Rethinking Retail: Lole brand’s ‘workshop’ locations aim to promote lifestyle over product

Lole, the maker of women’s technical and lifestyle apparel, is looking to turn retail on its head by opening so-called “ateliers” -- literally “workshops” in French -- across North America where it will be more about promoting lifestyle rather than selling product. SNEWS takes a look at how the brand is rethinking retail by shunning the usual conventions of a retail store.
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Lole, the maker of women’s technical and lifestyle apparel, is looking to turn retail on its head by opening so-called “ateliers” -- literally “workshops” in French -- across North America. There, the brand will be more about promoting lifestyle rather than doing a full-court press on selling product, for example by holding weekly fitness activities in local parks to promote the brand’s central theme of living an active lifestyle.

The first “Atelier Lole” opened in Montreal in Quebec, Canada, in mid-September -- and Lole is using this first location as the model -- and laboratory -- for future expansion in North America.

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“I really believe Lole must be -- has to be -- a lifestyle brand,” Bernard Mariette, president and CEO of Lole, told SNEWS® (picture, right, in front of the Atelier entrance). “For that reason, when you are a lifestyle brand, you have to have a place where you express your lifestyle. You need to have a home.”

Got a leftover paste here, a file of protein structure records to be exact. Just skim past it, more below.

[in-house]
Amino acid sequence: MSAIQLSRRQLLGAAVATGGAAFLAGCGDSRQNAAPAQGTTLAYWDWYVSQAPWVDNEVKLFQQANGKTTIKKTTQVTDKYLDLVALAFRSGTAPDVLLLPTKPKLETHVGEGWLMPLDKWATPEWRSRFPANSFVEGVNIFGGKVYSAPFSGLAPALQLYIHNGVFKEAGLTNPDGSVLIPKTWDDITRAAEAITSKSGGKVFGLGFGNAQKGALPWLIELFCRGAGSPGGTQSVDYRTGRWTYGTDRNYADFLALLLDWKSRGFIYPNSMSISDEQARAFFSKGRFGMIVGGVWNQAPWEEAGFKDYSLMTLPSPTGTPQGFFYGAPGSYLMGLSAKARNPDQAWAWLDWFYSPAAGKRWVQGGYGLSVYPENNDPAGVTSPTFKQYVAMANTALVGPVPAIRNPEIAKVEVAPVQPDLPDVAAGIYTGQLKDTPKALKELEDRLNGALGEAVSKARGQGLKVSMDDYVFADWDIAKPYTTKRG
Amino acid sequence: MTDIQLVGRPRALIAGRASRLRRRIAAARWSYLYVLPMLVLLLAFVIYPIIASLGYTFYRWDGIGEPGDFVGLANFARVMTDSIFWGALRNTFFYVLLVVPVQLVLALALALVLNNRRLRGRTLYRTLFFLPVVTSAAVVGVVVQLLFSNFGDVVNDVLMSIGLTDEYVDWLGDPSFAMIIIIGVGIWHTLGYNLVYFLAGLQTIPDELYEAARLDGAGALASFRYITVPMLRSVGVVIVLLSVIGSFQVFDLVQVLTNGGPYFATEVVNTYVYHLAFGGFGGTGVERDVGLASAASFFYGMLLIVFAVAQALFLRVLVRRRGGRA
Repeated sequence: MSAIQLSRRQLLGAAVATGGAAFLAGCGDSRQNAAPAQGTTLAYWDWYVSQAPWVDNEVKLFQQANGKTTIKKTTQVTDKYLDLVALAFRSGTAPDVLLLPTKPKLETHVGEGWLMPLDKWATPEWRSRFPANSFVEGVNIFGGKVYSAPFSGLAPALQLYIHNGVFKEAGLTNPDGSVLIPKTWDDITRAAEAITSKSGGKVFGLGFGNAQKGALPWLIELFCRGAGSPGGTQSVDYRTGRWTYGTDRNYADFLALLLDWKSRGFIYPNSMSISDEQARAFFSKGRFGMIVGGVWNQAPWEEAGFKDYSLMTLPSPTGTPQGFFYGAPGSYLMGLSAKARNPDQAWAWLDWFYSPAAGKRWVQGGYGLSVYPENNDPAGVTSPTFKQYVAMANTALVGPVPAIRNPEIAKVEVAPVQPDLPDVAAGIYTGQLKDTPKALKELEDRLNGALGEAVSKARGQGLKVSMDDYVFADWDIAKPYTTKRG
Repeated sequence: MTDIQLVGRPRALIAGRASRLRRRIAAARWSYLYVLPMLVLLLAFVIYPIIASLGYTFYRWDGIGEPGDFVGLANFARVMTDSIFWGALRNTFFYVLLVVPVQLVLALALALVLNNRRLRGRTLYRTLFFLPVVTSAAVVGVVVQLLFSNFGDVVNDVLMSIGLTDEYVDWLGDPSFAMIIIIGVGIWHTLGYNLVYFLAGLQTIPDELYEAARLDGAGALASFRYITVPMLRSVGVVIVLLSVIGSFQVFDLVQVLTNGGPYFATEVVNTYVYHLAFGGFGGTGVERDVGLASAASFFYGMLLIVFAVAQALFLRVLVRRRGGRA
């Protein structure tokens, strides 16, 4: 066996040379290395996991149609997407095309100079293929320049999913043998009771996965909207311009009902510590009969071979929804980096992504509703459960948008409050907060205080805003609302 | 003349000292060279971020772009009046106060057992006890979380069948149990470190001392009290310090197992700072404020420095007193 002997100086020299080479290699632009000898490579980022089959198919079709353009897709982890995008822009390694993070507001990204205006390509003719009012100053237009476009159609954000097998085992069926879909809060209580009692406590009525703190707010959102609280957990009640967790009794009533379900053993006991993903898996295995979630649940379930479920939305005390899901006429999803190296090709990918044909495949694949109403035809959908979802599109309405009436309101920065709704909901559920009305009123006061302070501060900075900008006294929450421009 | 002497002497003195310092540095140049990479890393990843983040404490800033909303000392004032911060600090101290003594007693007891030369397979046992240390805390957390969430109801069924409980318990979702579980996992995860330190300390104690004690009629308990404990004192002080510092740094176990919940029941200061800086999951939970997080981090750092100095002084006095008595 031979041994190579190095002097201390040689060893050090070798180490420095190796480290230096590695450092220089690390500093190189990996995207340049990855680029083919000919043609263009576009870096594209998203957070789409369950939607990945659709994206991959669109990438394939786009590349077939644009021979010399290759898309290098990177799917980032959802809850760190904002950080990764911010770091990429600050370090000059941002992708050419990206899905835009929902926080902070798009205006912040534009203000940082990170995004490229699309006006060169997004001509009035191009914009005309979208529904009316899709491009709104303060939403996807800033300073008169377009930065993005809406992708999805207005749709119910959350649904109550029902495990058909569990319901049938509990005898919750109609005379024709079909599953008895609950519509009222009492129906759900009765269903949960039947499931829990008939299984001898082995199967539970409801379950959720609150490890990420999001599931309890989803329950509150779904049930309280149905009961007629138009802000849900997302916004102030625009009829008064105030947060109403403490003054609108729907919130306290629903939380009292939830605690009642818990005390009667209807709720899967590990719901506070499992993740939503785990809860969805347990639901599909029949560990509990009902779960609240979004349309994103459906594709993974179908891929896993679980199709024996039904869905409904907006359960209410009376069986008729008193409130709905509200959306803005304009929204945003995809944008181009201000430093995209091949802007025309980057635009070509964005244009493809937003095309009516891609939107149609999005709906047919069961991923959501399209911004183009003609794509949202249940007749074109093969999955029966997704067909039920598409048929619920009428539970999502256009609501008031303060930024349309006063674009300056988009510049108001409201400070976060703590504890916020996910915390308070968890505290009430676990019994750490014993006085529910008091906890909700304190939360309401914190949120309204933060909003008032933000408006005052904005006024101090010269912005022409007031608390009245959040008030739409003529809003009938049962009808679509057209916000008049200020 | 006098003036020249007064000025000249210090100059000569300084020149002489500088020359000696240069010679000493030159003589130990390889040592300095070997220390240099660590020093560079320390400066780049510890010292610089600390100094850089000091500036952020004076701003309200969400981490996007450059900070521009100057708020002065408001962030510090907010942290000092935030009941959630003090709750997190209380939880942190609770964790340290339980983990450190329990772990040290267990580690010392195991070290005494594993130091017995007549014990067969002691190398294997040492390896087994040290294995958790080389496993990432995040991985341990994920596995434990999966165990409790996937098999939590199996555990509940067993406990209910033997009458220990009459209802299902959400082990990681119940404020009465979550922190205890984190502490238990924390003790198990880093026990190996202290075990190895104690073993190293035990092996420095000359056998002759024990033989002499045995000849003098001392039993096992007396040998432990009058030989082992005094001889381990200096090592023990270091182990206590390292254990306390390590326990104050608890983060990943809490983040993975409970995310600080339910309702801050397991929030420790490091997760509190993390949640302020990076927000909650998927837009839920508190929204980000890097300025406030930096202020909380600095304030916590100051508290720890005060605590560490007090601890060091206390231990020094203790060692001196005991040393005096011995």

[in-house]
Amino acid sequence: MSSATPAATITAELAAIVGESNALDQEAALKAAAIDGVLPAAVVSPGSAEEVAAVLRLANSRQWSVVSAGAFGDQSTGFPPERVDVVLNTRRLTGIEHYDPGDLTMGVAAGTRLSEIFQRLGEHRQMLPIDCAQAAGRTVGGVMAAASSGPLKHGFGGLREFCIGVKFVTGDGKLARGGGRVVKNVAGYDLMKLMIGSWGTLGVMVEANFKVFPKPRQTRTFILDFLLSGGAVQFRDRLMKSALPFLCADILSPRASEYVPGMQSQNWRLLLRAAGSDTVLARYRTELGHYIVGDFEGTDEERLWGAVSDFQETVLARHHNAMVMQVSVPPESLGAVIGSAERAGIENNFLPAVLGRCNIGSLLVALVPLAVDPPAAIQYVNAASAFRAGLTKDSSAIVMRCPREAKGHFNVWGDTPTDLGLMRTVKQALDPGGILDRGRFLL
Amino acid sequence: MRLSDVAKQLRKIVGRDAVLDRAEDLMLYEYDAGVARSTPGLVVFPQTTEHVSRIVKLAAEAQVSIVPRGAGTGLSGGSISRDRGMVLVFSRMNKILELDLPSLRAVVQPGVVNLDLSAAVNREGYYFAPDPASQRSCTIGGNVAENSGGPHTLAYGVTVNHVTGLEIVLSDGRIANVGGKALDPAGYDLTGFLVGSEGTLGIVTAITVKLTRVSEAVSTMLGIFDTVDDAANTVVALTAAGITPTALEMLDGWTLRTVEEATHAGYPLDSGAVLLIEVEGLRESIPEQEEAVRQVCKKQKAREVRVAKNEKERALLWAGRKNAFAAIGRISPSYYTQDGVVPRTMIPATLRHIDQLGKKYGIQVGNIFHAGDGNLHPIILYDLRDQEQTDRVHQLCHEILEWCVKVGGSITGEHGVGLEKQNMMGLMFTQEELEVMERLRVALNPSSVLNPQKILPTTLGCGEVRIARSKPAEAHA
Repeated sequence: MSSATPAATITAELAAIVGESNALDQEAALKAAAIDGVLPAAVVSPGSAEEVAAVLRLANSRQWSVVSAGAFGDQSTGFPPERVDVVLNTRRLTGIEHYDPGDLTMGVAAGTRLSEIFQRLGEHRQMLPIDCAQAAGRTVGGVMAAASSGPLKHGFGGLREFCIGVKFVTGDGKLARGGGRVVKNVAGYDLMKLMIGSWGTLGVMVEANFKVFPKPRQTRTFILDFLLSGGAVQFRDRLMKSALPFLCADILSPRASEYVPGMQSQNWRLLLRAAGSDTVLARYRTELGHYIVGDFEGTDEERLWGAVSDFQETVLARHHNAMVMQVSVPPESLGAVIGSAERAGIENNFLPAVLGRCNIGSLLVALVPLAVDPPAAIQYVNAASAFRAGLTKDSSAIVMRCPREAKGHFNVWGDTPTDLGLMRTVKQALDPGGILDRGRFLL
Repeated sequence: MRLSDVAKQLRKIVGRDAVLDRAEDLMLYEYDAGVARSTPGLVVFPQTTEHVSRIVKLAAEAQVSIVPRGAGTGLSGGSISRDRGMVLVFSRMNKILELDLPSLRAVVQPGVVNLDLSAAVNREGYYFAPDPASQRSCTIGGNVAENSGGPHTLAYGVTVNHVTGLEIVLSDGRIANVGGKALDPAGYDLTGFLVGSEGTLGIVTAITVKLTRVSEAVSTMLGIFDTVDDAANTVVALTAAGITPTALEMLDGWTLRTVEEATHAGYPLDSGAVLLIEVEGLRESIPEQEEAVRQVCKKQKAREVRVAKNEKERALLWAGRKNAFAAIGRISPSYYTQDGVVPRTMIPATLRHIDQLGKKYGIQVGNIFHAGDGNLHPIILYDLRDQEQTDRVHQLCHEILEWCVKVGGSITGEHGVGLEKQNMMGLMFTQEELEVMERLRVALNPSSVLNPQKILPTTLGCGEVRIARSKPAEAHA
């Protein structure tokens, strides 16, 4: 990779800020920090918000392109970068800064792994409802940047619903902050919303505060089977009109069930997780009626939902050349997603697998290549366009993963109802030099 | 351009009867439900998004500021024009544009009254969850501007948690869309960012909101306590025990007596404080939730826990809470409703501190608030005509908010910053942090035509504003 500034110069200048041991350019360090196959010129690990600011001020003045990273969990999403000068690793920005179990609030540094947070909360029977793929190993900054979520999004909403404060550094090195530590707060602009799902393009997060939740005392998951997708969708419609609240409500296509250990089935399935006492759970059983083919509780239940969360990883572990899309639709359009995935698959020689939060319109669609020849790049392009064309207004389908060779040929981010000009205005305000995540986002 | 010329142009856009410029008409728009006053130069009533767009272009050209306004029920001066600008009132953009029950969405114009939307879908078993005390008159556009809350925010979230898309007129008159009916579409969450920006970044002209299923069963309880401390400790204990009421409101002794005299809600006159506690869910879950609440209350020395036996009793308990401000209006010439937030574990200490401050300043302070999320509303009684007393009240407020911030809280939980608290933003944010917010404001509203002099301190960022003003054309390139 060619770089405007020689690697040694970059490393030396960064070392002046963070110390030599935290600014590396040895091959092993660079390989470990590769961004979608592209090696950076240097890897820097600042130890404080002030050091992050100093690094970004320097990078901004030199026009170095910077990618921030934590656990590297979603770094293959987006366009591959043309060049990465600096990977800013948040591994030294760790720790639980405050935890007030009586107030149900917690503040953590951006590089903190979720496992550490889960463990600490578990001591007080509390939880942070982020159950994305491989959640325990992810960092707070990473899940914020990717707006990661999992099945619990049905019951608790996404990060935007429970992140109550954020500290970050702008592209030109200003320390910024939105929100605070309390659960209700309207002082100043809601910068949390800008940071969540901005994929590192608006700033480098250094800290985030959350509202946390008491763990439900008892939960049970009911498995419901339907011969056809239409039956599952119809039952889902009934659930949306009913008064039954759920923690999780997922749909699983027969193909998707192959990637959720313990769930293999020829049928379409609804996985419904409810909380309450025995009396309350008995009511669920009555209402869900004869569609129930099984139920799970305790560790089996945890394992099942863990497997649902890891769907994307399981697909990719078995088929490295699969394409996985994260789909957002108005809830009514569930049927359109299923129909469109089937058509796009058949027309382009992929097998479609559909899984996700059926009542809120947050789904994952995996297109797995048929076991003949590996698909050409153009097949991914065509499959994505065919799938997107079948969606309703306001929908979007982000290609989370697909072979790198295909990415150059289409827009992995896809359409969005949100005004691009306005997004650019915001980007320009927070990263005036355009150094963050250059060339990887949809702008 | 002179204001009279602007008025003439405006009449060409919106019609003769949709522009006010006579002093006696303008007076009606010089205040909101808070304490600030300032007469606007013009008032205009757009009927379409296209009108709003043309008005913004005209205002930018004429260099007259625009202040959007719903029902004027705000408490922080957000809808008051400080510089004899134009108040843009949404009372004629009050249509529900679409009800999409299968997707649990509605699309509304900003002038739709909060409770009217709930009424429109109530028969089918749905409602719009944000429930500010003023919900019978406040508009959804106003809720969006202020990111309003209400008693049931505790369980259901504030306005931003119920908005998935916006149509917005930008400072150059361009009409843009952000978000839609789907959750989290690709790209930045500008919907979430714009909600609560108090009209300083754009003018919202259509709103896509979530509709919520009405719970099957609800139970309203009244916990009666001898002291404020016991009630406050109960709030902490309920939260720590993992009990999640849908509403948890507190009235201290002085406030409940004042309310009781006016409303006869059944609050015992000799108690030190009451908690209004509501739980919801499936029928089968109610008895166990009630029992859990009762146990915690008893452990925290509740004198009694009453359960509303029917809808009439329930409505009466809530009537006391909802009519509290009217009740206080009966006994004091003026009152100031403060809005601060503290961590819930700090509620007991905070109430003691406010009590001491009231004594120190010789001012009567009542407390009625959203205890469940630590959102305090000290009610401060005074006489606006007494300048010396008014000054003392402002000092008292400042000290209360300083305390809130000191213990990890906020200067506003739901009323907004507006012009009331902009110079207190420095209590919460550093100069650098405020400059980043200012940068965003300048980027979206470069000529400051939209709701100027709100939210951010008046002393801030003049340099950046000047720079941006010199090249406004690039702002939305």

The notion of home is a central theme in the 1,500-square-foot workshop and uses the kitchen as its central model, as evidenced by the long wood kitchen-like tables and stools in the center of the space.

“In the house, the place you feel the most comfortable is the kitchen. You have the best times with family and friends at dinner in the kitchen. It’s the place for social relations,” Mariette said.

Blending retail and social media is another theme of the workshop. Fifteen iPads have been integrated into the Atelier’s design to help promote the workshop’s concept. A large part of one wall -- the “social media wall” -- is covered with blown-up photos of active women outdoors and various iPads showing up-to-the-minute photos sent in via the Lole Pop app. The app allows users to take pictures of special moments while they are out and about, then “flip” them directly to the iPads located on the Atelier’s social wall.